Unlawful evictions in Swaziland signal more disrespect for the rule of law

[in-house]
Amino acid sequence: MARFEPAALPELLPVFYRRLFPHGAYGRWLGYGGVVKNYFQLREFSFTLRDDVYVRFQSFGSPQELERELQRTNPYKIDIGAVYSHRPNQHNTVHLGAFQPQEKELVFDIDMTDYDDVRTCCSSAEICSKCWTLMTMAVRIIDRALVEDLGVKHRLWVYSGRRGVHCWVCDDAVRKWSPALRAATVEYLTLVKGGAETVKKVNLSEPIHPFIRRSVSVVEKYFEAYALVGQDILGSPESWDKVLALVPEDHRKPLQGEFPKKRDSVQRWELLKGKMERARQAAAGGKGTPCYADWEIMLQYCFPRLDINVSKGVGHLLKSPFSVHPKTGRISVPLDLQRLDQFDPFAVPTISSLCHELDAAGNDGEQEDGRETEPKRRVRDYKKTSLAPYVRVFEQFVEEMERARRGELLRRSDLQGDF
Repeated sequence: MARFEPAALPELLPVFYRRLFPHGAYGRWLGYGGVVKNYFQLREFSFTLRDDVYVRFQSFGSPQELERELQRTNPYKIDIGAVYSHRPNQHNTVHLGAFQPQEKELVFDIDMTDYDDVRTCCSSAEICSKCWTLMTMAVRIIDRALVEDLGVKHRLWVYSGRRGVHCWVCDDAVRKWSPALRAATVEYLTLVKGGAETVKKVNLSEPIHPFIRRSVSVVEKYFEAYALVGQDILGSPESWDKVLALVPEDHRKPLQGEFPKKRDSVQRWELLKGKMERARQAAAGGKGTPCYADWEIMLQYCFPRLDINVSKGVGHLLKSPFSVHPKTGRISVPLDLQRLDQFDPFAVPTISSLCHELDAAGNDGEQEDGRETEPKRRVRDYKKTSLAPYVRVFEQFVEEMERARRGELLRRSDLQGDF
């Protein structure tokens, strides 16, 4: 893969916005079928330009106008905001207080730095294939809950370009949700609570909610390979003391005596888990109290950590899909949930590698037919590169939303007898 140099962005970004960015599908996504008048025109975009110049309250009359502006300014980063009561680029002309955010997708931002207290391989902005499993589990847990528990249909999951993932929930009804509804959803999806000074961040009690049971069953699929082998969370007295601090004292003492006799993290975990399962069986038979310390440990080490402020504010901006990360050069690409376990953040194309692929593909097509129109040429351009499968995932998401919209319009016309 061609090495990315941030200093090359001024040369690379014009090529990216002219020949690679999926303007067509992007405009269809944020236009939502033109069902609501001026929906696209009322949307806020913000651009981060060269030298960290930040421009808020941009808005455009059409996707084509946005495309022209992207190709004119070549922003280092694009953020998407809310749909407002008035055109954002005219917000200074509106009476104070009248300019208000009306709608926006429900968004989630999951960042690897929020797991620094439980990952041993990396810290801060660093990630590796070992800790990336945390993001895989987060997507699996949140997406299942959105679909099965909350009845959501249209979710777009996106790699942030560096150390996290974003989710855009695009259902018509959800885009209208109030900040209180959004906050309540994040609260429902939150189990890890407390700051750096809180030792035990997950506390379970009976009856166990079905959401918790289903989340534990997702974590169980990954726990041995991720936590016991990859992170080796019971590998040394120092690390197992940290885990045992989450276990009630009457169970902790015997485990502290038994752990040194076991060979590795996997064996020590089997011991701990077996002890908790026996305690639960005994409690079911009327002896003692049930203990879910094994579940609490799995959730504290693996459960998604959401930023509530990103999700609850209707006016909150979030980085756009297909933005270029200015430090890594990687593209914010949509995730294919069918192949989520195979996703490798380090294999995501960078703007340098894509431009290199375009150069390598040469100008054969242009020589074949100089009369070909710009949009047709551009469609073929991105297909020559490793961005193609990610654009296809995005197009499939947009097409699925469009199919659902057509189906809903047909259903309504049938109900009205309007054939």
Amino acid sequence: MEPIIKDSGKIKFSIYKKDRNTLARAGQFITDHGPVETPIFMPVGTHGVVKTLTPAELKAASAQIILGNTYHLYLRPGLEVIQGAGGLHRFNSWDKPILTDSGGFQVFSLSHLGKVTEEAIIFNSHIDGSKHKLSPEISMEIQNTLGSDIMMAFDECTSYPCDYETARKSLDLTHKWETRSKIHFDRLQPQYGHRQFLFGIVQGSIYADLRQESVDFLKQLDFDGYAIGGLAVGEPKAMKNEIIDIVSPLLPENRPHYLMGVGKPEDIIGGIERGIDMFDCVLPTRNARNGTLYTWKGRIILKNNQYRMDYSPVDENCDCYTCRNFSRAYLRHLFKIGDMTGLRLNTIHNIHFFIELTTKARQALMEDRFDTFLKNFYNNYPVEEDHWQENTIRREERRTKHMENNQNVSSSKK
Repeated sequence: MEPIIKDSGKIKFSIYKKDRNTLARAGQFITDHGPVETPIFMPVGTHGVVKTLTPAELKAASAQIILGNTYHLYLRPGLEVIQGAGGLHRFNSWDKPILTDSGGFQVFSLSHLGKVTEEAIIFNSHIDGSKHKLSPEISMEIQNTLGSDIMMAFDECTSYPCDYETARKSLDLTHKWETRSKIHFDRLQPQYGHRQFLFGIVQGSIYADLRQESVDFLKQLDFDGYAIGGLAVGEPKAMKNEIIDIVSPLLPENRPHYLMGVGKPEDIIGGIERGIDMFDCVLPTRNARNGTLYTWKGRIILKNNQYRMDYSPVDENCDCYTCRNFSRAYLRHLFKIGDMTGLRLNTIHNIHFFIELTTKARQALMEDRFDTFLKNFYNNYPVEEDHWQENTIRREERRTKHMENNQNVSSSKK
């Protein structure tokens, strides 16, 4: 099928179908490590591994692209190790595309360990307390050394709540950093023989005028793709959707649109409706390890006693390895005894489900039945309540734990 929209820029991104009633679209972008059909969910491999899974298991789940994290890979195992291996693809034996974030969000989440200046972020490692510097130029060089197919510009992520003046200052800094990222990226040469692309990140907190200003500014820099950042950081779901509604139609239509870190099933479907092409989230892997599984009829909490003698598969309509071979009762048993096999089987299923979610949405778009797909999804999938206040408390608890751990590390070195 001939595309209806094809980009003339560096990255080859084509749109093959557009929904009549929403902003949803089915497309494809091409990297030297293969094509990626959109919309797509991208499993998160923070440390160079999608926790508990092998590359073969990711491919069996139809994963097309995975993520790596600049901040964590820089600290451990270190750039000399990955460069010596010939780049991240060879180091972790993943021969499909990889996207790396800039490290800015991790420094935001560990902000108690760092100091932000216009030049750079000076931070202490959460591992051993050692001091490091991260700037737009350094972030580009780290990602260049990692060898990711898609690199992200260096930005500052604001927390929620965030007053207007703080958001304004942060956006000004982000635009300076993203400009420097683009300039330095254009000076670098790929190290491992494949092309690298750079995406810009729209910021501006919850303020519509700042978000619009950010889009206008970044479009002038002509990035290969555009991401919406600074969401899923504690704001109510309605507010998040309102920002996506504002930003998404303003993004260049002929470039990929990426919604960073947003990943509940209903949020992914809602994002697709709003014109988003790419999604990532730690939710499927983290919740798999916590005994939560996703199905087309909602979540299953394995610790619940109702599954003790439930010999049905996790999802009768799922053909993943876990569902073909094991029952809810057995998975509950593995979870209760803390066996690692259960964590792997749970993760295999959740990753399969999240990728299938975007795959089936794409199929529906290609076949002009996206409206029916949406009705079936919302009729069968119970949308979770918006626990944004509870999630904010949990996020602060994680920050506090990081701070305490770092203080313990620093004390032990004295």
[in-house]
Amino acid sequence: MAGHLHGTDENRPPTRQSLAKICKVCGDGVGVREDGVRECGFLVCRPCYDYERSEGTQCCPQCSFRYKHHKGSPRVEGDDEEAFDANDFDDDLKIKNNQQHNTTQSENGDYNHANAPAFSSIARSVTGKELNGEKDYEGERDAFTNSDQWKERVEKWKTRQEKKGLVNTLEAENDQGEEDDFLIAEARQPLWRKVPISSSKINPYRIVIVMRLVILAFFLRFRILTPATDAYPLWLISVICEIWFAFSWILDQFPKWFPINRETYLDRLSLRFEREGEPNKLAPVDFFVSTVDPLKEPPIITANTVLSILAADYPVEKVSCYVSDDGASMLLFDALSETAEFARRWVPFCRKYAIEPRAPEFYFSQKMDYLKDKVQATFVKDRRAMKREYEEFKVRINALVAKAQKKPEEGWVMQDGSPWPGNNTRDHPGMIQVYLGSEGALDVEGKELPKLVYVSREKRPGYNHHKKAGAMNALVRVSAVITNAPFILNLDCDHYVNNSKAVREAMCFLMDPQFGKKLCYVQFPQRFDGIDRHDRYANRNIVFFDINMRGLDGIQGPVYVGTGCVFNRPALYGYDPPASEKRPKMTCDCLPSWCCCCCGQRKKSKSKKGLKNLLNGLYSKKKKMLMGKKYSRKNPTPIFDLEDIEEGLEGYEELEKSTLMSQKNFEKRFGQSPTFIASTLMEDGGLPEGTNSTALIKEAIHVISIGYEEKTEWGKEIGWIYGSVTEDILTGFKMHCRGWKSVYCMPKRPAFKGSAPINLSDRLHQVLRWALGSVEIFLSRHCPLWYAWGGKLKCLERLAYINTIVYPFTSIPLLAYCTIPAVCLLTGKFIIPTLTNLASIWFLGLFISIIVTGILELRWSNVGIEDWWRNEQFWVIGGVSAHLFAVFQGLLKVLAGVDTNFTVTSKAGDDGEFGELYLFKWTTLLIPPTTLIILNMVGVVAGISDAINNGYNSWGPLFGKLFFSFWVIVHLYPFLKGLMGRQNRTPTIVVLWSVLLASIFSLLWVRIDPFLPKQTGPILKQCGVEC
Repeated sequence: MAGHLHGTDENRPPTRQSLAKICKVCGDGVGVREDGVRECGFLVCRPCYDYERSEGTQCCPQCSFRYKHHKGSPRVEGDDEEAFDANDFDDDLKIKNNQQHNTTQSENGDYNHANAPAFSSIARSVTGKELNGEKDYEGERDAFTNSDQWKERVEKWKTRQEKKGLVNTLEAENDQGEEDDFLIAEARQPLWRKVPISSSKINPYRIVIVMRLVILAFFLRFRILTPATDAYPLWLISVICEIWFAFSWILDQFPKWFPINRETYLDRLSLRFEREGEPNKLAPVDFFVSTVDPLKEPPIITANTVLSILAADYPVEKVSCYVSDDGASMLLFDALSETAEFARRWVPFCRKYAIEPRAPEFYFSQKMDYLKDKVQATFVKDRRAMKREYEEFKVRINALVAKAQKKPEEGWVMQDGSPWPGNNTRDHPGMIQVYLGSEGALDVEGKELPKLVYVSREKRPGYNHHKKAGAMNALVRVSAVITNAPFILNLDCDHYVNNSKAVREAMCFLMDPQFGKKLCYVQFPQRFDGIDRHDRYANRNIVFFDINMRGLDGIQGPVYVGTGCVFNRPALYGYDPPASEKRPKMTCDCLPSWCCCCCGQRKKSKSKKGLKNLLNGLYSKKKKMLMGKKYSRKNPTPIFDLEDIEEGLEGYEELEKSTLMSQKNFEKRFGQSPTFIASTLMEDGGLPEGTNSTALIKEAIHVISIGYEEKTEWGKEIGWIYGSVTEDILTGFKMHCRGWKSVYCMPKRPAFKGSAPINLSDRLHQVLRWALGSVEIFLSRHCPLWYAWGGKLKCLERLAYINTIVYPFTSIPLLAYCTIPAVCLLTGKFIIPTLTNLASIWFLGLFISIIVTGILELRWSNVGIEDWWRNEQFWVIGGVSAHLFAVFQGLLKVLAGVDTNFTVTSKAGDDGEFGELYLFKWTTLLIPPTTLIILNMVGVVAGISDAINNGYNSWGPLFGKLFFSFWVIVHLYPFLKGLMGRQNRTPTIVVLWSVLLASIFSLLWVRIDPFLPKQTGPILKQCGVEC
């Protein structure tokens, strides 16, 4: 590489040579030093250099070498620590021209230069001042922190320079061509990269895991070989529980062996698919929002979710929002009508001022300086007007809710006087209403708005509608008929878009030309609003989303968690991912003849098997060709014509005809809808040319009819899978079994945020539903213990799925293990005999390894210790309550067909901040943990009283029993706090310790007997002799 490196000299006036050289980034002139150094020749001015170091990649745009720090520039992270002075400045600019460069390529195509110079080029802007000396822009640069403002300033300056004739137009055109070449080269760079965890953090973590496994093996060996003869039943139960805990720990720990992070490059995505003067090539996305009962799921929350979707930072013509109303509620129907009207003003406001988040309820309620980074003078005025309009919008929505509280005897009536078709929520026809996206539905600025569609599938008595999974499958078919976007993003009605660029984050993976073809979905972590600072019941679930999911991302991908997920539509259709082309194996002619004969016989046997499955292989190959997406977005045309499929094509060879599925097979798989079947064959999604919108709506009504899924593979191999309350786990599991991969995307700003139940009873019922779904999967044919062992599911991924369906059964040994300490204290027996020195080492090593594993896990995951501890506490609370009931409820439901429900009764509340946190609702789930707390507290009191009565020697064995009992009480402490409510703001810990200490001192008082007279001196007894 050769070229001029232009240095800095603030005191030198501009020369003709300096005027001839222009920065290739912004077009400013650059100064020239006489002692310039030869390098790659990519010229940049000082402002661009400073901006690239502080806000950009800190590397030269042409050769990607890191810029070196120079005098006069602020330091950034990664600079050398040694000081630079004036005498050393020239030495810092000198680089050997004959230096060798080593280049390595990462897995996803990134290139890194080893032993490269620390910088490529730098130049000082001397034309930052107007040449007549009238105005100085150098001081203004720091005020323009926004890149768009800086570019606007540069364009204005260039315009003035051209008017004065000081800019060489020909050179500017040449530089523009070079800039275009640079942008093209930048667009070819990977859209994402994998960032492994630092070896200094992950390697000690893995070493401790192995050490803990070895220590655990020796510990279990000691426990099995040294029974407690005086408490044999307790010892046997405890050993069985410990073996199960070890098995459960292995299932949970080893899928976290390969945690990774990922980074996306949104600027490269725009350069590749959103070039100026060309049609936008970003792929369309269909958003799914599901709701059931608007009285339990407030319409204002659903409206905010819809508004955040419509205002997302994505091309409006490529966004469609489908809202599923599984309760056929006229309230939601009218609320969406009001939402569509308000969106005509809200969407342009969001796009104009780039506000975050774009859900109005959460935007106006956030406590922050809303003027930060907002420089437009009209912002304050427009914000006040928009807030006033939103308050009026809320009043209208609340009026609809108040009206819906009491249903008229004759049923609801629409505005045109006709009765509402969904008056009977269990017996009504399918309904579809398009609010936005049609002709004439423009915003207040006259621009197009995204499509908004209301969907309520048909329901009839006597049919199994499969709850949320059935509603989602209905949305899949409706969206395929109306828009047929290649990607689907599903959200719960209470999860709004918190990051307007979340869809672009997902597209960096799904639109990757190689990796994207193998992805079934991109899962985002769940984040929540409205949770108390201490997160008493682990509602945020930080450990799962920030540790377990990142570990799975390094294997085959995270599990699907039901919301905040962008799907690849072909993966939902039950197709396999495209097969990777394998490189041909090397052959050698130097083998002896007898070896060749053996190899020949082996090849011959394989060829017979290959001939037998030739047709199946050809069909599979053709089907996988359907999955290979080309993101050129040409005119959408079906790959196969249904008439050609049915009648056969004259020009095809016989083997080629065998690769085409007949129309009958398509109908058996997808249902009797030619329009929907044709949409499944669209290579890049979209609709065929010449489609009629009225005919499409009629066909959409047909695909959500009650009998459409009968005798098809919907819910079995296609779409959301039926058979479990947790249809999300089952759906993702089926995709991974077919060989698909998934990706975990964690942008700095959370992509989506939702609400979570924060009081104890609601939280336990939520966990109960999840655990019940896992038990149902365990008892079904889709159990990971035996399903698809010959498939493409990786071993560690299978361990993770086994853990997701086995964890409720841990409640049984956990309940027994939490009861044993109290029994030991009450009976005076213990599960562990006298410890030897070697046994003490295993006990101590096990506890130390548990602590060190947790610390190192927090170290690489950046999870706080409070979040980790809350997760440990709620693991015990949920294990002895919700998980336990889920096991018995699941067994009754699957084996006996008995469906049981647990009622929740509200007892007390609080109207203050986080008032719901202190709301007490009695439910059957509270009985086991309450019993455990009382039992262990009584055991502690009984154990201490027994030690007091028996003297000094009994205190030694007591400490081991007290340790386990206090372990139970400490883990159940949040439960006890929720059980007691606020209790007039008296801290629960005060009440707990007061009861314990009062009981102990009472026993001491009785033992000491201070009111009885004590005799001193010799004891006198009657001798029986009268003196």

On Thursday last week Swazi government officials unlawfully evicted families and demolished homes in Nokwane. This is just the latest incident that illustrates the flagrant disregard for the rule of law and judicial process in Swaziland. King Mswati III is developing a Science, Innovation and Biotechnology Park in Nokwane, near Matsapha. The Swazi government is hoping that the Park will help to develop knowledge around, and commercial potential, of indigenous plants and animals. The aim is to stimulate employment, foreign investment and ecological tourism. However, despite these laudable aims, little progress has been made since the project was first mooted in 2010, and, last week, homes were demolished to make way for the construction of the park – despite ongoing legal action brought by the residents to halt the evictions and demolitions. On 20 August 2014, Judge Mpendulo Simelane granted the Swazi government an interim order allowing the evictions of the ten Nokwane homesteads sought by the government to facilitate the construction of the Science Park. On 8 September 2014 this interim order was made final and the residents immediately lodged an appeal to the order. Appeals to eviction orders ordinarily stay the execution of the orders, and so this should have prohibited the government officials from evicting any person named in the eviction order. However, government officials appear to have ignored the appeal, or disregarded the consequences of it, and have taken steps to both evict the families and demolish their homes. On 22 September the residents received a letter from the Attorney General, James Majahenkaba Dlamini, informing them that, under the final order granted by Judge Simelane, their homes would be demolished on 24 September, and that they were required to vacate their homesteads before then. Irrespective of the legality of this action in light of the ongoing appeals, it is unreasonable to expect families to vacate their property after being given only two days’ notice. After receiving the letter, the residents sought to protect their homes and to ensure that the evictions did not go ahead. They were perfectly within their rights to do so, as they were entitled to appeal the eviction order issued in the High Court, and because their appeal meant that the legal process remained ongoing. The residents therefore brought an urgent application to stay the execution of the eviction order, or to alternatively interdict the demolitions of their homes. Judge Simelane heard this urgent application on 24 September, dismissed it and ordered that the demolitions go ahead the next day. Once again, the residents lodged an appeal to Judge Simelane’s order. On 25 September members of civil society gathered in Nokwane to monitor the situation. Despite the existence of the appeals the initial eviction order, as well as to Judge Simelane’s dismissal of the urgent application, the demolition team, police and representatives of the Attorney General arrived in Nokwane. Residents asked the demolition team to produce the court order which authorized the demolitions, which they were unable to do. The residents informed the authorities that they could not proceed with the demolitions in the absence of the order, and that in any event the evictions were unlawful because of the appeals that had been lodged. Although the team had been unable to produce the court order they commenced with the demolition of the houses. Two houses were demolished before civil society representatives were able to convince the government authorities that their actions were indeed unlawful and that they were obliged to halt the demolitions. One of the demolished houses belonged to Sonto Dlamini, who lived there with her family of ten. The other belonged to a woman who was at work and so had been unable to remove any of her belongings before the demolitions. All these affected people have not been compensated by the government agencies and have not been provided with alternative accommodation. Throughout this case there has been a blatant disregard for both legal principle as well as the rights of ordinary Swazis. It is not clear why the ten homesteads that have been earmarked for demolition have been chosen, as only three of them are situated in the area to be developed. Unfortunately this also appears to be the latest incident in Swaziland where officials ignore appeals brought against judicial orders, and proceed without acknowledgment of the principle that an appeal prevents the execution of the order appealed. Another example of this was in Thulani Maseko and Bheki Makhubu’s contempt of court case when Judge Simelane proceeded with the criminal trial (which eventually led to their conviction and a two-year prison sentence) despite the fact that there were a number of pending appeals to the legality of the charges brought against Maseko and Makhubu. The judicial system is designed to protect citizens and to hold government institutions and officials accountable. However, ordinary Swazis can no longer rely on the courts to protect their rights and ensure that correct legal processes are followed. The danger of this cannot be underestimated, and unless something is done to reinvigorate the judiciary Swazis will remain at the mercy of their government, without any hope of recourse. This blog has been prepared with information provided by Mary da Silva, a member of Lawyers for Human Rights in Swaziland. Mary has been monitoring the human rights situation in Swaziland and providing assistance and support. She has been keeping SALC, and other interested parties, updated on any developments in Swaziland throughout 2014 and the information she has provided has been invaluable to us. This entry was posted in Blog, Swaziland and tagged demolitions, evictions, Judge Simelane, swaziland. Bookmark the permalink.